South Africa’s Construction Sector Set for Robust Growth in 2024: Positive Indicators and Strong Momentum Signal a Promising Year Ahead | Infrastructure news

The construction sector is poised to make a robust start in 2024 in South Africa, standing out among the limited economic sectors showing promising activity. After years of underinvestment in infrastructure and grappling with the impact of a high-interest rate environment, the construction industry in the country witnessed a notable surge in activity throughout 2023.

The Afrimat Construction Index (ACI), a key indicator for the construction sector, reached its highest level in nearly seven years during the three months leading up to September. It is noteworthy that the ACI considers data from both formal and informal construction-related sales, providing a comprehensive view compared to Statistics SA’s formal sector-only construction data. Additionally, the FNB/BER Civil Confidence Index released in December, while still reflecting some dissatisfaction with prevailing business conditions, painted an optimistic picture for the sector. Sub-indices related to activity growth indicated positive momentum, contributing to an overall improvement in profitability.

FNB senior economist Siphamandla Mkhwanazi observed an upward trajectory in civil construction activity in the preceding quarters, and despite a contraction noted by Statistics SA in the third quarter, survey results from FNB/BER suggested a potential rebound in the fourth quarter of 2023.

Economist Dr. Roelof Botha, compiler of the ACI, expressed anticipation that 2024 would be a highly favorable year for construction. Factors such as the focus on renewable energy, the urgency to address logistical challenges, government spending on roads and other projects ahead of the election, and sustained growth in new capital formation were identified as key drivers for the sector. Additionally, the potential for lower interest rates in early 2024 and the launch of the fifth phase of the Expanded Public Works Programme (EPWP) were seen as further catalysts for construction growth.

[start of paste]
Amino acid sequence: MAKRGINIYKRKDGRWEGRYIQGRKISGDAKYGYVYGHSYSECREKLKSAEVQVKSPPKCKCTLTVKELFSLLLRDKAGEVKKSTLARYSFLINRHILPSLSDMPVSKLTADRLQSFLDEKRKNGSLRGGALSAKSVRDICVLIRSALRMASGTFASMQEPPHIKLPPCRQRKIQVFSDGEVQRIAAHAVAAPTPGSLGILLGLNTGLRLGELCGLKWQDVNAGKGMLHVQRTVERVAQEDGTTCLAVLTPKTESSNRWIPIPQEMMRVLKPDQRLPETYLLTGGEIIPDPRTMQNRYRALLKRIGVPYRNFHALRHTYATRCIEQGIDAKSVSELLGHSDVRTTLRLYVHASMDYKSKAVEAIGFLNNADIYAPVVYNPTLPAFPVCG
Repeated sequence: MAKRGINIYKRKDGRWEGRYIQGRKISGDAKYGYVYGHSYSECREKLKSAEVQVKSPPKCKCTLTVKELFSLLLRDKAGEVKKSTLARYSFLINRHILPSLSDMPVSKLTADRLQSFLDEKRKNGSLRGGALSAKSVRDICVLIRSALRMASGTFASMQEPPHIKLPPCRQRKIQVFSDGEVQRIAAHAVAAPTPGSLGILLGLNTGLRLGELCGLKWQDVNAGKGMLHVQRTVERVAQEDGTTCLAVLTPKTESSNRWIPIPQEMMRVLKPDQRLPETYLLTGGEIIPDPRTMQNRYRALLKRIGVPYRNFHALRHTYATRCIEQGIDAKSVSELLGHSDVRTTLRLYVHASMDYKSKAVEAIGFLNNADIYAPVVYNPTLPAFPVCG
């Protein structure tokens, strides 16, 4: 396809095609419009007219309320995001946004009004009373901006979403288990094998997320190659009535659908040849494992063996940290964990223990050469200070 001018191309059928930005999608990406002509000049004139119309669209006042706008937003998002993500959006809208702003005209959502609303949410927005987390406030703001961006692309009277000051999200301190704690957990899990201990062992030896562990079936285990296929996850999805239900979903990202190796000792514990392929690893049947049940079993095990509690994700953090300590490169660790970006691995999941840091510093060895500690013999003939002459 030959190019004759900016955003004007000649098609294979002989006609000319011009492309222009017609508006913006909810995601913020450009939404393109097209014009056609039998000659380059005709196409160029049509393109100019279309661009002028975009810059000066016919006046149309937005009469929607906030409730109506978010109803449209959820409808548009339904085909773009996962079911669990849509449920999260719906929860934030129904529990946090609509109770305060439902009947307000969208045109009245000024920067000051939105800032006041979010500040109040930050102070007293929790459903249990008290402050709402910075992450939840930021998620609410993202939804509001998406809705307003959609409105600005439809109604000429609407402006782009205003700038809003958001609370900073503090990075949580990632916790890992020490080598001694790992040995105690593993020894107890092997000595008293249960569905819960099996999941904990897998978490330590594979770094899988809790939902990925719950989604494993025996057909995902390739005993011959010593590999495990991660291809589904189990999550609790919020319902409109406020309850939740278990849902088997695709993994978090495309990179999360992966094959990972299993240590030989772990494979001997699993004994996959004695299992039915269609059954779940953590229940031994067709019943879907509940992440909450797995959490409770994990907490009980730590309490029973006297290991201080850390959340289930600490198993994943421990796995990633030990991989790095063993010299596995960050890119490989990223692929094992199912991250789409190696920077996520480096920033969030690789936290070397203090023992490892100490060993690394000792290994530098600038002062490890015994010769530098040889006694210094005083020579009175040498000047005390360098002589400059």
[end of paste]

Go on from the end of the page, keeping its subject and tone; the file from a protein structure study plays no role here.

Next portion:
The EPWP Phase 4, which spanned from 2019/20 to 2023/24, created over 4.5 million work opportunities, approaching the target of 5 million. The upcoming Phase 5 aims to enhance service quality, training, and exit opportunities for participants. Survey results and respondents’ expectations indicated positive growth momentum, with a decline in the index measuring tendering price competition, suggesting sustained expansion in the near term.

Despite these positive developments, a concerning factor for construction companies is the presence of the “construction mafia,” causing disruptions and financial losses through extortion at construction sites. President Cyril Ramaphosa’s commitment to address this issue with a dedicated police unit signaled a governmental effort to tackle the problem.

Companies in the construction sector, such as Afrimat and Raubex Group, reported significant increases in their construction materials businesses. Raubex Group, although facing challenges such as delays, an energy crisis, and supply chain disruptions, expressed confidence in delivering solid results due to a strong order book and a robust pipeline of projects.

In its 2023 annual report, JSE-listed WBHO highlighted an increase in gross fixed capital formation, contributing to gains in construction GDP in 2023. These positive indicators collectively suggest a promising outlook for the construction sector in South Africa as it enters 2024.

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